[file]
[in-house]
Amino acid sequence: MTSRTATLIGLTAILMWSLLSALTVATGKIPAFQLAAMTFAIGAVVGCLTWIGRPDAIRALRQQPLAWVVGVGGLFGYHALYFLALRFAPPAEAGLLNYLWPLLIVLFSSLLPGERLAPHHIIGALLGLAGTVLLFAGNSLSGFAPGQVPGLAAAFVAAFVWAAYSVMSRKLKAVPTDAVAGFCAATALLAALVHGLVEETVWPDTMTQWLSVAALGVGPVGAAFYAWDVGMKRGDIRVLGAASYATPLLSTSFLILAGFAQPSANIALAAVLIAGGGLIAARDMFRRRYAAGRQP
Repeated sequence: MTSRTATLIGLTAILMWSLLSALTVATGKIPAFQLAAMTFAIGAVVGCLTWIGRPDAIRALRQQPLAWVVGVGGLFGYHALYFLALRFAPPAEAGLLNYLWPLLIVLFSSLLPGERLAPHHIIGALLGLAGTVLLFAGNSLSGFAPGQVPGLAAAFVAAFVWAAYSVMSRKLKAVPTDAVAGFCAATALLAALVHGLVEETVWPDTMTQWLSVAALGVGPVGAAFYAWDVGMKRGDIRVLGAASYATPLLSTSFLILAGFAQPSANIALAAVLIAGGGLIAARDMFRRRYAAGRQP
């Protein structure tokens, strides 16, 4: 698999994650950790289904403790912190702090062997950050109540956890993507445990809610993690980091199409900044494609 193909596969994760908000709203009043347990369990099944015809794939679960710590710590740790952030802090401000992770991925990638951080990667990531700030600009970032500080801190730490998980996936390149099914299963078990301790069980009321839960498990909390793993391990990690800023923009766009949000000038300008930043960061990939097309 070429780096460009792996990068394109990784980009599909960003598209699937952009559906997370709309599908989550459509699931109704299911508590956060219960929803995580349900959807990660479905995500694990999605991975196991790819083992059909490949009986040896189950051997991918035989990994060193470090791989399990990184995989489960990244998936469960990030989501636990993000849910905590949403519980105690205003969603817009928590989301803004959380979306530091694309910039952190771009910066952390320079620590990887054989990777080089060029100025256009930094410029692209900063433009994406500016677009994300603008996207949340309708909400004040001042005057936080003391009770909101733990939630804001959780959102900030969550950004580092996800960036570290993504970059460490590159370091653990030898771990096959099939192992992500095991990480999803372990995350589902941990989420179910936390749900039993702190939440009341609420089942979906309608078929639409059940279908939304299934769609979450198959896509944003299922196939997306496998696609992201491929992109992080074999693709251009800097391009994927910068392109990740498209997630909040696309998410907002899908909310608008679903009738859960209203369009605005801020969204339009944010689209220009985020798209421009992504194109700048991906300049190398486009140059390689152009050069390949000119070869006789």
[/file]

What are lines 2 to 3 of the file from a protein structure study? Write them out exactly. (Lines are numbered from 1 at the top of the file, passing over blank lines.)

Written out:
Amino acid sequence: MTSRTATLIGLTAILMWSLLSALTVATGKIPAFQLAAMTFAIGAVVGCLTWIGRPDAIRALRQQPLAWVVGVGGLFGYHALYFLALRFAPPAEAGLLNYLWPLLIVLFSSLLPGERLAPHHIIGALLGLAGTVLLFAGNSLSGFAPGQVPGLAAAFVAAFVWAAYSVMSRKLKAVPTDAVAGFCAATALLAALVHGLVEETVWPDTMTQWLSVAALGVGPVGAAFYAWDVGMKRGDIRVLGAASYATPLLSTSFLILAGFAQPSANIALAAVLIAGGGLIAARDMFRRRYAAGRQP
Repeated sequence: MTSRTATLIGLTAILMWSLLSALTVATGKIPAFQLAAMTFAIGAVVGCLTWIGRPDAIRALRQQPLAWVVGVGGLFGYHALYFLALRFAPPAEAGLLNYLWPLLIVLFSSLLPGERLAPHHIIGALLGLAGTVLLFAGNSLSGFAPGQVPGLAAAFVAAFVWAAYSVMSRKLKAVPTDAVAGFCAATALLAALVHGLVEETVWPDTMTQWLSVAALGVGPVGAAFYAWDVGMKRGDIRVLGAASYATPLLSTSFLILAGFAQPSANIALAAVLIAGGGLIAARDMFRRRYAAGRQP